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Here is an example of convolution given:

enter image description here

I have two questions here:

  1. Why is the vector 𝑥 padded with two 0s on each side? As, the length of kernel is 3. If 𝑥 is padded with one 0 on each side, the middle element of convolution output would be within the range of the length of 𝑥, why not one 0 on each side?

  2. Explain the following output to me:

     >> x = [1, 2, 1, 3];  
     >> h = [2, 0, 1];  
     >> y = conv(x, h, 'valid')      
      y =    
          3     8  
     >>   
    

    What is valid doing here in the context of the previously shown mathematics on vectors 𝑥 and ?

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  • $\begingroup$ See this answer for a detailed explanation of what is going on in an actual convolution (first table in your question). As to what valid means in the context of MATLAB, I have no idea. $\endgroup$ – Dilip Sarwate Oct 27 '18 at 15:35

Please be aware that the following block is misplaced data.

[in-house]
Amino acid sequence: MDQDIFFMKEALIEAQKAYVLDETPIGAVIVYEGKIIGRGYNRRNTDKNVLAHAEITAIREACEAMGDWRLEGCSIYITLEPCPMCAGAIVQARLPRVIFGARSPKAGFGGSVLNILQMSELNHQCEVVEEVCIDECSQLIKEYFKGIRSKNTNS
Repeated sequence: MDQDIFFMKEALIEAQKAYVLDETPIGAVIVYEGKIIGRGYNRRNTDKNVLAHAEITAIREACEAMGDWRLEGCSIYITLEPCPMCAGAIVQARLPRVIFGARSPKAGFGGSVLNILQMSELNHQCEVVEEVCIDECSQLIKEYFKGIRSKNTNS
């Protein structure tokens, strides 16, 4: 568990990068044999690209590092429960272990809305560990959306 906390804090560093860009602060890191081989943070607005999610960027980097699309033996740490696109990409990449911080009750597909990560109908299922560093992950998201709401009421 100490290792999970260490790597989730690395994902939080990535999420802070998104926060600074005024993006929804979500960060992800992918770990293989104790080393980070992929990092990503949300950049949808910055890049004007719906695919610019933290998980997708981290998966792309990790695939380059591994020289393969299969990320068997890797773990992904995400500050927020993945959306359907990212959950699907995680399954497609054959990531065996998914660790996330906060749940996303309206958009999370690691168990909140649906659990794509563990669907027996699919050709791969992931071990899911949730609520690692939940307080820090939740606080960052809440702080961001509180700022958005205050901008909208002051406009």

• $\begingroup$ I would suggest to type "help conv" at the Matlab prompt and read the documentation. It describes exactly what "valid", "full" and "same" mean. If that doesn't answer your question, please post back with a question about what you don't understand in Matlab's documention $\endgroup$ – Hilmar Oct 27 '18 at 17:59
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For your second question, valid means the range of output where there is full overlap between the convolving signals.

Note that for two causal signals, $x[n]$ of length $L_x$ and $h[n]$ of length $L_h$ the convolution output $y[n]$ will be of length $L_y = L_x + L_h -1$.

However among those output $y[n]$ samples, the first $L_d = \min\{L_x,L_h\} -1$ and the last $L_d= \min\{L_x,L_h\} -1$ samples will be computed with partial overlaps between $x[n]$ and $y[n]$ (whicih are the edge samples) but the remaining portion (that's in the center) will be be computed by full overlap with the shorter sequence being fully inside the longer sequence.

In your case; $L_x = 4$ and $L_h=3$ then the first and last $2$ samples will be discarded and the center $2$ samples will be returned.

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